Today, April 15, is “Tax Day” in the United States and this year it is also the day that several dozen “singles bloggers” are participating in a blogfest to help get the word out about the discrimination that takes place against singles regarding taxes for the unmarried. I am honored to be invited to be a participant in this blogfest, but I have to admit a couple of things first.
#1 . I had no idea of what a blogfest was. Well, it’s pretty easy to guess what one is, but I had never been asked to participate in one before. And…
#2 . I’ve been too busy and happy being single that I’ve been completely oblivious to over 1,000 U.S. income tax laws that apparently discriminate against single people.
So, in conclusion, I’ve had my head up my butt AND I’ve been ripped off all of my life, for being single!
But instead of reacting with anger (not about having my head up my butt), mistrust and frustration, my mind quickly jumped into a different set of thoughts.
An article, “The High Price of Being Single in America” in The Atlantic, is the basis of the blogfest. To give you some idea of the contents of the article, here is a quote. “…more than 1,000 laws provide overt legal or financial benefits to married couples. Marital privileging marginalizes the 50 percent of Americans who are single. The U.S. government is the main perpetrator, but private companies follow its lead. Thus marital privilege pervades nearly every facet of our lives. Insurance policies—ranging from health, to life, to home, to car—cost more, on average, for unmarried people compared to those who are married. It is not a federal crime for landlords to discriminate against potential renters based on their marital status. And so on.”
Now, the first thing that entered my mind after reading the article was that I wondered just how many people out there are aware of these laws and actually get married for the tax breaks and money savings? Over 1,000 laws? Even a handful would make any thrifty person take marriage into consideration over remaining single. I mean, there are enough people who “marry for money” so why not “marry for savings” too? Couples move in together to save on expenses, so why not take it one step further and get married to save even more.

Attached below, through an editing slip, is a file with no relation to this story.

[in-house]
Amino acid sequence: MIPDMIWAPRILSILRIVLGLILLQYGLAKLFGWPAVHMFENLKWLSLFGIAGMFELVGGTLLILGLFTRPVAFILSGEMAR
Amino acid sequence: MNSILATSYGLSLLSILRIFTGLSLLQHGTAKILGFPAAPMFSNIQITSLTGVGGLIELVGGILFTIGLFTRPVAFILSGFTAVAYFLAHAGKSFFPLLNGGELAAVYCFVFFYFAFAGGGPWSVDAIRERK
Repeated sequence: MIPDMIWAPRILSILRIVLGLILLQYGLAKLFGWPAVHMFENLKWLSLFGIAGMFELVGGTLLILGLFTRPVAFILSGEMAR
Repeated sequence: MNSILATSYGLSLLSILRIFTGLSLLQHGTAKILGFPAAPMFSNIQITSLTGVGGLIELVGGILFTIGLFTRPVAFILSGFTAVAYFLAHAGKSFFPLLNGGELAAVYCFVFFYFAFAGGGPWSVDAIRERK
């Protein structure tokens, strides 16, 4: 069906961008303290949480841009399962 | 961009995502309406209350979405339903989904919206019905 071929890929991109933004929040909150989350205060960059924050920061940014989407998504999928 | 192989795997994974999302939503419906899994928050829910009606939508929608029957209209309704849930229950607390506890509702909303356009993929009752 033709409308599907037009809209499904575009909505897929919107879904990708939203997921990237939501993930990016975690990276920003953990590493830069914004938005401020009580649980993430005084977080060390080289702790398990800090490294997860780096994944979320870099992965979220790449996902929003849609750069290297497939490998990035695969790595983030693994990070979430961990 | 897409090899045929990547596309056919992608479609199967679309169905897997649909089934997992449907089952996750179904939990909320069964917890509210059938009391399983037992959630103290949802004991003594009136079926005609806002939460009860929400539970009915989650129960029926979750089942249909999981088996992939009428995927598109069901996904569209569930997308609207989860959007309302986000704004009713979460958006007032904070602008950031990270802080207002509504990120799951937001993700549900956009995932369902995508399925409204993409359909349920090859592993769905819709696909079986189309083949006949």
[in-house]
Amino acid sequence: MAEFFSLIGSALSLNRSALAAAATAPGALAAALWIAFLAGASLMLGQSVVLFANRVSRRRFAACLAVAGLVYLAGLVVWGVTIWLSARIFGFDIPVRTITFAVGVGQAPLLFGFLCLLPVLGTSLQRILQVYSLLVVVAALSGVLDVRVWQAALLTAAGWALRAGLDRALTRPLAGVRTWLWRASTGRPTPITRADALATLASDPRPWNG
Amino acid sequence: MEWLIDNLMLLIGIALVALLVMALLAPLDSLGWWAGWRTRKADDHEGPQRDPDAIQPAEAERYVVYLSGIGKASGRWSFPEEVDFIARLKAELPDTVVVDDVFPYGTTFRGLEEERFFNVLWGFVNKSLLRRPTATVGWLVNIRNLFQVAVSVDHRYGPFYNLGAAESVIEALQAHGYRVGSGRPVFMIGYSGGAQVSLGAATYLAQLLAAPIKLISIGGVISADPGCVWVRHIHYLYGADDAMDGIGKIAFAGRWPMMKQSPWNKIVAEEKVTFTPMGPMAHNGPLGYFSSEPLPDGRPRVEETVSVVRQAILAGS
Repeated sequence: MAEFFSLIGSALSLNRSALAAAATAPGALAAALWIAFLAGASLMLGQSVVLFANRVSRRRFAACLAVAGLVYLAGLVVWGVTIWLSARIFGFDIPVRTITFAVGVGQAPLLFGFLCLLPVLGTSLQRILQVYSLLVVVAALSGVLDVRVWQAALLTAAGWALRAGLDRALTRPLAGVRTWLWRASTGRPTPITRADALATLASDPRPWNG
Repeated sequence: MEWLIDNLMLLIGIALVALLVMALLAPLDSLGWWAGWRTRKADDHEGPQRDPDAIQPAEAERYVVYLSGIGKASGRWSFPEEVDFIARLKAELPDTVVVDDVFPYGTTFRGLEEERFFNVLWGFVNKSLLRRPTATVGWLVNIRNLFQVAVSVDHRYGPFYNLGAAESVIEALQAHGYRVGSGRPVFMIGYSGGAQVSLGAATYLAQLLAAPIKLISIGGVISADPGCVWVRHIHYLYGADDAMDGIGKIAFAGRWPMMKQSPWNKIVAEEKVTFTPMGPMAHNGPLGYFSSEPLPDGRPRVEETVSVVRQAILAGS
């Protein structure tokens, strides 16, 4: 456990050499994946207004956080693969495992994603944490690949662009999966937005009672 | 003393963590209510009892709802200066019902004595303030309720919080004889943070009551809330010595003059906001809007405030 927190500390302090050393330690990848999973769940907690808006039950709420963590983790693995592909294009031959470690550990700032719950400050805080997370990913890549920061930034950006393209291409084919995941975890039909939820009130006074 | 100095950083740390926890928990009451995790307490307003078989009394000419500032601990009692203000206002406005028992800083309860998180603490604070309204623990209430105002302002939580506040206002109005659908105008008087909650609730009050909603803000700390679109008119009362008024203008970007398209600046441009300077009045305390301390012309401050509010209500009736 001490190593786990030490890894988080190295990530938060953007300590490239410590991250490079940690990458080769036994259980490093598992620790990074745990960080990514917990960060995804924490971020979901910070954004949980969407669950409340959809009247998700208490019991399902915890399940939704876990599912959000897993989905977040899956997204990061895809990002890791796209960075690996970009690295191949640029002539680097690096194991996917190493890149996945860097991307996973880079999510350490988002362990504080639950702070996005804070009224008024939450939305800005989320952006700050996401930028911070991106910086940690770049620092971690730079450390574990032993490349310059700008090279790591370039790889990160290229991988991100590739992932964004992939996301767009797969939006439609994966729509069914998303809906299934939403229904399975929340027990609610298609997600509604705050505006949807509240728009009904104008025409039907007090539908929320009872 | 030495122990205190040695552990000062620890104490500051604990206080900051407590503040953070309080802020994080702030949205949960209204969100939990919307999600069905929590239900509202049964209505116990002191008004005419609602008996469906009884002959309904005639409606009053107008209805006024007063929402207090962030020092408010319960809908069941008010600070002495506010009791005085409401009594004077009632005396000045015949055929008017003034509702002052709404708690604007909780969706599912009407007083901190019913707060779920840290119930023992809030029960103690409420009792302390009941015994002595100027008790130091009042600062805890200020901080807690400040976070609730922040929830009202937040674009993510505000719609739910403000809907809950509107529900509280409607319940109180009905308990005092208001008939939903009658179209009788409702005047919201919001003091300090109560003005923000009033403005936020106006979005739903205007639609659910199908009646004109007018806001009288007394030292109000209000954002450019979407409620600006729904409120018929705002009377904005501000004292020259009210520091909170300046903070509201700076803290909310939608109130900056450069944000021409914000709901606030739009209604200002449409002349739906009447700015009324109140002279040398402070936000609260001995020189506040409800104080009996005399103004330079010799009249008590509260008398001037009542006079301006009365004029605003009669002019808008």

The second thing that entered my head was, “If this is the case, no wonder there are so many unhappy married couples out there”. The thought of marrying for financial reasons and not for love would already put divorce high on the list of probable things likely to happen to a couple who placed their individual or mutual financial interests above true, heartfelt love.
So, now I have to wonder just how many marriages are consciously or even subconsciously disguised as loving relationships when the basis of them may be about money and savings. I’m aware that many people “marry for money” or for practical reasons rather than emotional, but adding the tax breaks into the equation just makes me wonder even more. I’m not saying that all or most marriages are for financial reasons, but I’m sure that many of them are.
This leads to some other questions that are bouncing off the corners of my head. Yes I have a square head.
1. Do some (straight) alpha men take into consideration the tax breaks that they would get, and therefore save money and have more disposable income, when they decide to take on a wife? Is it a factor in deciding whether to get married or not? Is she a tax break? Are the kids a tax break and a benefit in that way too? Could marriage be just an unromantic activity that allows for more time on the golf course and more financial freedom?
2. Is the government just plain old-fashioned, holding the same traditional views of many churches and conservatives? Does government mimic the beliefs of those who hold onto the notion that all adult humans should be married, procreate, live in a house with a white picket fence in the suburbs, where the wife stays at home and cooks, cleans, and raises the children while the husband goes to work, brings home the paycheck and comes home to a nice home-cooked meal with his family? Is this the type of behavior that the laws are designed to reward?
3. Did some religions just have it wrong all of these centuries by promoting the idea that marriage is the answer to human happiness? And did the government just follow along like a sheep and jump on the bandwagon along with insurance companies and the like? Or is marrying for financial and practical reasons just better and healthier for human beings than marrying for love? That is an age-old question.
4. Does anyone ever do things for love and never money? And if they did, would they be happier?
I believe that I am totally off topic now, but that’s where my thoughts have led me at this moment in time on Tax Day regarding how singles are treated by the government when it comes to taxes. It seems to me that the government is rewarding and promoting those who choose to marry or remain married. But why? I guess that’s the big question.
It’s unjust for any type of discrimination to take place anywhere. I believe in and advocate for fairness and equality. So, if indeed, I am being discriminated against by the government because I am single, which, according to the article I am, then it’s certainly time for a change.
Happy Tax Day everyone!